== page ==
Cortana explained: How to use Microsoft's virtual assistant for business
- 07 February, 2018 22:24
Cortana is a voice-enabled virtual assistant developed by Microsoft to help Windows 10 users initiate requests, complete tasks and anticipate future needs by surfacing relevant data in a personal context. Since Cortana’s release on Windows 10 in January 2015, the technology has evolved to support Android and iOS devices, Xbox, the Edge browser, Windows Mixed Reality headsets and third-party devices such as thermostats and smart speakers. According to Microsoft, Cortana is currently used by more than 148 million people.
“Cortana is always looking out for you, remembering things so you don’t have to, proactively suggesting things you might need to do and helping you do more with less effort,” said Kiesha Clayton, senior communications manager at Microsoft.
However, Microsoft’s ability to compete in the increasingly competitive voice assistant market is being tested by rivals with deep pockets and big plans. Amazon, Google and to a lesser extent, Apple, are all adding valuable features to their own voice-activated assistants, increasing interoperability and enabling more complex commands and scenarios. The battle for what many see as the next frontier for computing – and a superior method for interacting with software and hardware – has become fierce. Almost every connected device showcased at CES 2018 in January was equipped with Alexa, Google Assistant or both.
“Like its counterparts, Amazon Alexa and Google Assistant, Cortana can be described as the next stage in human-computer interaction,” said Raul Castañon-Martinez, senior analyst at 451 Research.
How Cortana works
“Most of Cortana’s use cases today remain pretty simple,” said J.P. Gownder, vice president and principal analyst at Forrester. Conducting searches and booking meetings or to-do reminders with contextual information about the user’s calendar are common functions, but Microsoft offers built-in benefits for users most heavily committed to its platforms.
“Cortana appears to have very competitive technology in terms of how it performs against Amazon's Alexa or Google Assistant,” Gownder said.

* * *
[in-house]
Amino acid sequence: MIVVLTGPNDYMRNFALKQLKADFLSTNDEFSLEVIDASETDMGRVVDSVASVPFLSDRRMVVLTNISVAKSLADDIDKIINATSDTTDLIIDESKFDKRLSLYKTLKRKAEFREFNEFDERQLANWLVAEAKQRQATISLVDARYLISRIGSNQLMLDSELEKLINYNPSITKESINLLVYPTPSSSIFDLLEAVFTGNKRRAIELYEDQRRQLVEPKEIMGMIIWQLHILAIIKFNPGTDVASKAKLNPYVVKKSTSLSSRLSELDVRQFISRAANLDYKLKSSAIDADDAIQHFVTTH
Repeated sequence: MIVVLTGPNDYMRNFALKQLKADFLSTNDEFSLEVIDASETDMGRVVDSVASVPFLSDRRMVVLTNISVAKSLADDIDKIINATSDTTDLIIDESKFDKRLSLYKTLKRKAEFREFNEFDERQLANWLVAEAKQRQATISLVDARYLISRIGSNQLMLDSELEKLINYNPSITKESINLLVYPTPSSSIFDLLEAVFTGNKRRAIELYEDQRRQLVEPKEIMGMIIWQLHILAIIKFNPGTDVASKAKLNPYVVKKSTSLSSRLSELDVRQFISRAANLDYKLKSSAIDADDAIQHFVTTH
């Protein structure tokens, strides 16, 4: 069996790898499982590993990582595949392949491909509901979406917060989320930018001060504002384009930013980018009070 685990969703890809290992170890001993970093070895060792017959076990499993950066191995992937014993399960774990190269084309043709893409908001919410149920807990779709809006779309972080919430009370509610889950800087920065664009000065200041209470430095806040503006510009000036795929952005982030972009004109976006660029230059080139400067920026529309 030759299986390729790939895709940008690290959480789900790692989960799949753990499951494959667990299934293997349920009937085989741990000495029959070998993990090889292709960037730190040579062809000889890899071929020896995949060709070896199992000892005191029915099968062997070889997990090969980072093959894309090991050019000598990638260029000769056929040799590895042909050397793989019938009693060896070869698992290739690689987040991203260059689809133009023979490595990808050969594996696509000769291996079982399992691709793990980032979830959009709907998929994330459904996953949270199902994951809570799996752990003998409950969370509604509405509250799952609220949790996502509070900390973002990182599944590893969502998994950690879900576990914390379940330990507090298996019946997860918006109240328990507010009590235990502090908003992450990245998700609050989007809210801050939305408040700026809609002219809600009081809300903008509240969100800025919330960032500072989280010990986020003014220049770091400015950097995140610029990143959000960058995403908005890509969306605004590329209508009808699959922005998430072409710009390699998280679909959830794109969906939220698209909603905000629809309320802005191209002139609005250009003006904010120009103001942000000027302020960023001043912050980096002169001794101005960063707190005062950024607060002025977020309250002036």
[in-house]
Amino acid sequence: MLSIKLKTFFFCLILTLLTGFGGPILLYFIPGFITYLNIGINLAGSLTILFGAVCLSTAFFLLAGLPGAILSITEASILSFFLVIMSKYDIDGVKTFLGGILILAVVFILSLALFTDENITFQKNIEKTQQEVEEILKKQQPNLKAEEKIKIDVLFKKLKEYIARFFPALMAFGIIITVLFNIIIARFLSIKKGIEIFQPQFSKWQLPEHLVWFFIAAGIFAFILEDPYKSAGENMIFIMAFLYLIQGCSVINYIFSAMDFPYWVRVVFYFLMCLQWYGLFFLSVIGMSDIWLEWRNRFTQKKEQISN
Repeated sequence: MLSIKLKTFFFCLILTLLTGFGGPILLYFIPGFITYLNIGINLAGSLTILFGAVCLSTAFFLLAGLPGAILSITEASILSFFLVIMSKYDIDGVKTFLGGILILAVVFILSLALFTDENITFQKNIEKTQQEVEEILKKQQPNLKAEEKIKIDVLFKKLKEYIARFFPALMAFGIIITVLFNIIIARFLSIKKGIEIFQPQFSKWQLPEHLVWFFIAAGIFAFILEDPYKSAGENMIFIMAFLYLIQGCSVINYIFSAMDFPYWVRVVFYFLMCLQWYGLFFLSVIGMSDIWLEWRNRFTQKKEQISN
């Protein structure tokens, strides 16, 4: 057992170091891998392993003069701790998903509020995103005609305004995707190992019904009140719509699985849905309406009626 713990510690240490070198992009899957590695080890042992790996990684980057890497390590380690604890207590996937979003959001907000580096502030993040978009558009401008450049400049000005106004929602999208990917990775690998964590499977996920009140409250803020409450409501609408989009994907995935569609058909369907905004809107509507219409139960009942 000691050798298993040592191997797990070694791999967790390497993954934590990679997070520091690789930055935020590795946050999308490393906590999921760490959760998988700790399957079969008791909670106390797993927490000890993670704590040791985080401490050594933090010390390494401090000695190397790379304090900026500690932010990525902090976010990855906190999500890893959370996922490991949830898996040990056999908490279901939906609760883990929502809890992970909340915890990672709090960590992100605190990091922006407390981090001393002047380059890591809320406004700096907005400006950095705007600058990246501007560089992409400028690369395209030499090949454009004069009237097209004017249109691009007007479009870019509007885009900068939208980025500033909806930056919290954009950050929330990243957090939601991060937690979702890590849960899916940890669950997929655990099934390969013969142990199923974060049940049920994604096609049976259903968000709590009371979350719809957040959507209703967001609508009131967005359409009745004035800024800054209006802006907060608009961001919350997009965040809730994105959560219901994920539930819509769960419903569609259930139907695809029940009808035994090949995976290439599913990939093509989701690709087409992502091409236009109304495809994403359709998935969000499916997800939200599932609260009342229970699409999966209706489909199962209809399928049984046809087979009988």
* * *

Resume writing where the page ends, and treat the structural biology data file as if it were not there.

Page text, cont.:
According to Clayton, Microsoft’s position is unique because of the breadth of productivity and intelligence assets it can leverage behind Cortana’s capabilities. Office 365, Outlook.com, LinkedIn, Bing, speech recognition technology and the Microsoft Graph, a developer platform that connects various services and devices, all contribute to Cortana and help the technology improve as it learns more about user needs.
“The biggest benefits Microsoft brings to the table is integration with Windows and Office, arguably the worker’s tools of choice,” said Patrick Moorhead, president and principal analyst at Moor Insights and Strategy. “Adding Dynamics and LinkedIn integration adds yet another dimension. With Cortana, office workers can set up meetings and reminders with their voice and, based on what [they’ve] said in emails, remind [them] to do things automatically.”
Cortana is also designed to hand off work between PC, tablet and phone in a “fluid way to keep the worker in the moment,” Moorhead said.
For these reasons and others, Castañon-Martinez sees Microsoft as “ahead of the curve” in the enterprise. Microsoft’s deep roots in productivity and business create some naturally embedded strengths in Cortana and the uniquely contextual skills it can build for professionals. “[Cortana] is integrated with Windows 10 and Microsoft productivity applications, which translates into a significant footprint in the enterprise,” he said.
“The integration … goes far beyond the convenience of interacting with devices via voice commands,” Castañon-Martinez said. “There are many capabilities – including search, machine learning, natural language understanding – behind the scenes that will enable employees to automate workflows with an increasing degree of complexity.
Microsoft’s tightly integrated business communications and collaboration apps like Skype for Business and Teams “can change how we interact with computing devices to get work done and can have a significant impact in productivity,” Castañon-Martinez said.
Cortana's key features
With access to data on device and in the cloud, Cortana serves as a smart hub of sorts, connecting a user’s needs to relevant data and adding context to daily tasks. Users can create reminders based on time and location, and Cortana will automatically suggest reminders when the service is connected to Office 365, Outlook.com or Gmail. (It recognizes a commitment the user makes via email, for example.)
In late 2017, Microsoft added more accessibility features. It can now read an overview of new emails or read high-priority emails from specific people and allow the recipient to dictate replies by voice. Cortana can also help users find the best time for a meeting with someone in their company – all using voice commands.
Cortana’s other core features include making lists, pulling helpful information from LinkedIn like the professional backgrounds and company details for participants in an upcoming meeting, and creating a leisure planner that tracks upcoming travel reservations and recommends activities.
Microsoft is continually bringing more capabilities to Cortana through the Cortana Devices SDK and the Cortana Skills program, which has the support of dozens of developers and third-party vendors including Spotify, Fitbit, Expedia, Dark Sky, OpenTable and others.